What to Do With the Dreaded Pocket Kings

Sometimes I get emails instead of blog comments.  Reader Ed, who has sometimes left comments on the blog, recently emailed me about a couple of hands from a session he had recently played in.  It was a 1/3 game, I believe in his local casino (not Vegas).  You'll see why he thought of me when you get to the punch line.

Going to go over situation I had recently in cash game..  I was playing cash game, flopped trip 10's on a Q-10-3 board.  Ist player raises to $50  2nd player calls $50  I call $50.  Turn  2.  No flush or straight.  Ist player makes it #100. 2nd player folds. I call $100.  River  8.  Ist player all in and covers my last $180.  I tank and say if he has trip Q's so be it.  I call  He turns over Pocket AA.  I win and have  $520.     

Three hands later here comes pocket KK's.   Ist  player makes it $60 to go and I smooth call $60.  Player to my left ( who is a dealer and a maniac) goes all in for last $95.  This is where it gets interesting.  This reopens the betting and 1st player goes all in for $550 and has me covered.  I say to myself do I want to dump all the money I just made?  The answer was no.  I open folded KK's  and the table went nuts.  Of course he had AA and the board blanked all the way.  AA was good and I saved all my profits.  This was the first time I have ever done this but sometimes you get a feel.

Thanks, Ed.  That is certainly one way to play the dreaded pocket Kings. Great read, Ed. Congrats on the nice session.  Usually, I'm not good enough to fold pocket Kings, although you would have thought I would have learned by now.  But there actually was a time when I did fold the dreaded hand pre-flop.  That post can be found here.  I too had a good read, based on a conversation I had with the person who had the bullets.

I liked Ed's story and appreciated him bringing it to my attention.  But something about the telling of the story bothered me.  No, it wasn't the fact that he folded KK preflop.  I should do that every time.  It was his saying that the raise from $60 to $95 (an all-in) reopened the betting.  That didn't seem right to me.    I was sure that in a no limit game, the all-in must be at least as big as the previous raise in order to allow a re-raise.  Sure it was more than half of the original bet, but I thought the "1/2 rule" only applied to limit games, not no limit.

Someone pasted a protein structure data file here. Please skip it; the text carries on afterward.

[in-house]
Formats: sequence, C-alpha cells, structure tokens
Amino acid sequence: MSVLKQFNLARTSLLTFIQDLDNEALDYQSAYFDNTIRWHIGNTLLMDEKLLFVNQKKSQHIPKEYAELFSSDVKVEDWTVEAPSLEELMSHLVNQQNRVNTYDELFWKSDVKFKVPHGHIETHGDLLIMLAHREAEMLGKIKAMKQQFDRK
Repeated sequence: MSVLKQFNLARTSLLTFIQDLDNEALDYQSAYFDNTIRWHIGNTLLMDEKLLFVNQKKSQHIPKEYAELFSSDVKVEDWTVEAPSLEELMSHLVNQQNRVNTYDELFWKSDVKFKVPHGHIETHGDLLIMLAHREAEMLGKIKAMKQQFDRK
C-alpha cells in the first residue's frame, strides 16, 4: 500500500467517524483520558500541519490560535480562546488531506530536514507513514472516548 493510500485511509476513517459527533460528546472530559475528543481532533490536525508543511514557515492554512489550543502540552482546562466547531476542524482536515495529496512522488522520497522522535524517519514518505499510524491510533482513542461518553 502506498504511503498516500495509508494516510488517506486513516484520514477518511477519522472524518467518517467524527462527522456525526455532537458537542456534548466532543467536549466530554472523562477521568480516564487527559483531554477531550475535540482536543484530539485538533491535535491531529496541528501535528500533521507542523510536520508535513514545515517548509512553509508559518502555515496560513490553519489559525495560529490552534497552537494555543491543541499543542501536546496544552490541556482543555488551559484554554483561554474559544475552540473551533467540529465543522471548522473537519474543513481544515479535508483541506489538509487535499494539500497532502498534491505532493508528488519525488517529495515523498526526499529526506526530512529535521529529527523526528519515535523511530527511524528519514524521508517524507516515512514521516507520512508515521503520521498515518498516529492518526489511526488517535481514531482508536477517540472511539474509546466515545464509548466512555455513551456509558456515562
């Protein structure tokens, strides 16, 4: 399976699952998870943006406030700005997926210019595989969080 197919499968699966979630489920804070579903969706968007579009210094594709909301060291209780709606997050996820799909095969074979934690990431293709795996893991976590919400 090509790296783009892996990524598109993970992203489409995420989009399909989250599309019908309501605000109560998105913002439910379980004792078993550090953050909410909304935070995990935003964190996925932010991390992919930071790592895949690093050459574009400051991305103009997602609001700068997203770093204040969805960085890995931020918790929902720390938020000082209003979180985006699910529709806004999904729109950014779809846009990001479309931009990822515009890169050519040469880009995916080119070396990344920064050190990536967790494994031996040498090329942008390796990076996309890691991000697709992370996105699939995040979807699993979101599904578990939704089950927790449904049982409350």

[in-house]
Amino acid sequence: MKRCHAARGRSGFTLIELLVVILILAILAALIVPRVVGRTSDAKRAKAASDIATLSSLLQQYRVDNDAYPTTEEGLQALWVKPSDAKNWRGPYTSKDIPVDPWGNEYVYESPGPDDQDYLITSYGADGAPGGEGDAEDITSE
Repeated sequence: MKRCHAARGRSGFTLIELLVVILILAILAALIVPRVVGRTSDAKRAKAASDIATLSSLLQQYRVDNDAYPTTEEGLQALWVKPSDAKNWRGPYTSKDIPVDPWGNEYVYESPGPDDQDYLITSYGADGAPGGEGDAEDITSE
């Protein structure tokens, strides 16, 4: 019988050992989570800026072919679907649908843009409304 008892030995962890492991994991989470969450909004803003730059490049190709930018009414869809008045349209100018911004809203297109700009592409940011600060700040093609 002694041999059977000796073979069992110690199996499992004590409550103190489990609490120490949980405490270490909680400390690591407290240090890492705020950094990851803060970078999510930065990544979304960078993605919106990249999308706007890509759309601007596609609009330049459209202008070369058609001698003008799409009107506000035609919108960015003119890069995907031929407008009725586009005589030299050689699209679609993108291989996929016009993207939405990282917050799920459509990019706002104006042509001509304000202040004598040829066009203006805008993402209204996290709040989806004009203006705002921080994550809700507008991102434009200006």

I went on Twitter to reach out to my my followers, many of whom are poker dealer (or near full time grinders).  Most of the responses agreed that if the case I described, the player with the pocket Aces would not have been allowed to re-raise. He could only call the $95.  But a few players said they know places where it would be allowed, that is the rule in their room or some room they play.  Others insisted that they have seen dealers and floor people make that mistake in this situation, and it is just that, a mistake.  In other words, if you ever saw a player allowed to re-raise an all-in that was less than the full amount of the raise (even if it's only $1 less), it was a mistake, not a house rule.  The TDA rules are quite clear on this.  Of course, not all rooms use TDA rules, and even if they do, they might not follow them in a cash game.

I wrote back to Ed to point that out to him.  He came back to me and said that he very well may have gotten the details wrong in the first email.  It might have been that the raise was not to $95 but to $120 or so, making a legitimate raise.  Ok then.  So it may have been a moot point.

But I still feel it was worth talking about, because of the reaction I got on Twitter when I posed the question.  Apparently there is some real confusion out there about this rule, even among poker dealers and poker floor people.  So if it's important to your action, you should probably ask for a clarification  first before you act.

And remember to fold those damn Kings when your opponent has Aces.

Share on :
What to Do With the Dreaded Pocket Kings
What to Do With the Dreaded Pocket Kings
Reviewed by just4u
Published :
Rating : 4.5